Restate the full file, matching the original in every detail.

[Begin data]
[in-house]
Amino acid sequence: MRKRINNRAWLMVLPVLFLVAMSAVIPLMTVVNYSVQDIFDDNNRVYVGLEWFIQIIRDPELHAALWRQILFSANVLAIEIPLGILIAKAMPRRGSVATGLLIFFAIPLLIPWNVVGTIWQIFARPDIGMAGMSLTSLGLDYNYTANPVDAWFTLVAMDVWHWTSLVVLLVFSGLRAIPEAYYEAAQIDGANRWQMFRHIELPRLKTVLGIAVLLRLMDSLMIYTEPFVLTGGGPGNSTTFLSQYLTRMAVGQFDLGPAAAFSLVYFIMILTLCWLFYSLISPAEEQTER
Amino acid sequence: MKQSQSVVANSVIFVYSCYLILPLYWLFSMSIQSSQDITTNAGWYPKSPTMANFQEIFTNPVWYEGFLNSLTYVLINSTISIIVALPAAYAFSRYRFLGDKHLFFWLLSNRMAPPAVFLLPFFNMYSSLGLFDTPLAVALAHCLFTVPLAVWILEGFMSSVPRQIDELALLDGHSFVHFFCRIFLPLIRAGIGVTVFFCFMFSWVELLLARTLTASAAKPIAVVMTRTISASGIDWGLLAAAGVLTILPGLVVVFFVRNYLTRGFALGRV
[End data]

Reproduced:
[in-house]
Amino acid sequence: MRKRINNRAWLMVLPVLFLVAMSAVIPLMTVVNYSVQDIFDDNNRVYVGLEWFIQIIRDPELHAALWRQILFSANVLAIEIPLGILIAKAMPRRGSVATGLLIFFAIPLLIPWNVVGTIWQIFARPDIGMAGMSLTSLGLDYNYTANPVDAWFTLVAMDVWHWTSLVVLLVFSGLRAIPEAYYEAAQIDGANRWQMFRHIELPRLKTVLGIAVLLRLMDSLMIYTEPFVLTGGGPGNSTTFLSQYLTRMAVGQFDLGPAAAFSLVYFIMILTLCWLFYSLISPAEEQTER
Amino acid sequence: MKQSQSVVANSVIFVYSCYLILPLYWLFSMSIQSSQDITTNAGWYPKSPTMANFQEIFTNPVWYEGFLNSLTYVLINSTISIIVALPAAYAFSRYRFLGDKHLFFWLLSNRMAPPAVFLLPFFNMYSSLGLFDTPLAVALAHCLFTVPLAVWILEGFMSSVPRQIDELALLDGHSFVHFFCRIFLPLIRAGIGVTVFFCFMFSWVELLLARTLTASAAKPIAVVMTRTISASGIDWGLLAAAGVLTILPGLVVVFFVRNYLTRGFALGRV